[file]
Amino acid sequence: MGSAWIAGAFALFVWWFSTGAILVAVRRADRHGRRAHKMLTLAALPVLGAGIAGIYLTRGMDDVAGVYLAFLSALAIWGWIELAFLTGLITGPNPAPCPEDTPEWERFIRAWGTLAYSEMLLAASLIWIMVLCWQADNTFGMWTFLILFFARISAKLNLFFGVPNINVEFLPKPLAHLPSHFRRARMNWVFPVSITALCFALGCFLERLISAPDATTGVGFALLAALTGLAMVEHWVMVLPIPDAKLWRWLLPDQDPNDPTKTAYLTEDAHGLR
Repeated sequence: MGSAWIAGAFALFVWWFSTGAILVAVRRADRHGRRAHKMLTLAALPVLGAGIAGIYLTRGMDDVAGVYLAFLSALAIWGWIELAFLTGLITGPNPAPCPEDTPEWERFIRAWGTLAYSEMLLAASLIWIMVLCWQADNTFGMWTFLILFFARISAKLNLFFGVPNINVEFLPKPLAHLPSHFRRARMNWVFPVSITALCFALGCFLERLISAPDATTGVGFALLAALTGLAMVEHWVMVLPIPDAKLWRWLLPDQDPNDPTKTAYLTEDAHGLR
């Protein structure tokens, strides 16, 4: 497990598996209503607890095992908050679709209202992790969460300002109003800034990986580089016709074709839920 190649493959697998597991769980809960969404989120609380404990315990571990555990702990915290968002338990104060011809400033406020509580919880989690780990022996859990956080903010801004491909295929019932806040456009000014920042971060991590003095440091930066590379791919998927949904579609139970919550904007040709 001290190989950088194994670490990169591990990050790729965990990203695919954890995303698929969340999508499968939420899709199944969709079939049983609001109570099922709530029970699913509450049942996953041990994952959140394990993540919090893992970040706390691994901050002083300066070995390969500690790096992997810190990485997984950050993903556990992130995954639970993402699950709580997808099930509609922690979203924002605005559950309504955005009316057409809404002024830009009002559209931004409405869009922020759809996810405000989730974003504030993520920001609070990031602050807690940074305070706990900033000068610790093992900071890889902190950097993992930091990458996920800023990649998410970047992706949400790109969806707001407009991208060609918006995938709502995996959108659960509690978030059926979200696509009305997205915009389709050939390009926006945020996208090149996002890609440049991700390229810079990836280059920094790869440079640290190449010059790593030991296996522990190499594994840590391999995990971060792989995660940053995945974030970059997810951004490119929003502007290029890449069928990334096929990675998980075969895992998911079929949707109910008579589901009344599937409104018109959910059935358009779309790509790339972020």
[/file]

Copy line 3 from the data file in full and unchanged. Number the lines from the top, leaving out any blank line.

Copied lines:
């Protein structure tokens, strides 16, 4: 497990598996209503607890095992908050679709209202992790969460300002109003800034990986580089016709074709839920 190649493959697998597991769980809960969404989120609380404990315990571990555990702990915290968002338990104060011809400033406020509580919880989690780990022996859990956080903010801004491909295929019932806040456009000014920042971060991590003095440091930066590379791919998927949904579609139970919550904007040709 001290190989950088194994670490990169591990990050790729965990990203695919954890995303698929969340999508499968939420899709199944969709079939049983609001109570099922709530029970699913509450049942996953041990994952959140394990993540919090893992970040706390691994901050002083300066070995390969500690790096992997810190990485997984950050993903556990992130995954639970993402699950709580997808099930509609922690979203924002605005559950309504955005009316057409809404002024830009009002559209931004409405869009922020759809996810405000989730974003504030993520920001609070990031602050807690940074305070706990900033000068610790093992900071890889902190950097993992930091990458996920800023990649998410970047992706949400790109969806707001407009991208060609918006995938709502995996959108659960509690978030059926979200696509009305997205915009389709050939390009926006945020996208090149996002890609440049991700390229810079990836280059920094790869440079640290190449010059790593030991296996522990190499594994840590391999995990971060792989995660940053995945974030970059997810951004490119929003502007290029890449069928990334096929990675998980075969895992998911079929949707109910008579589901009344599937409104018109959910059935358009779309790509790339972020």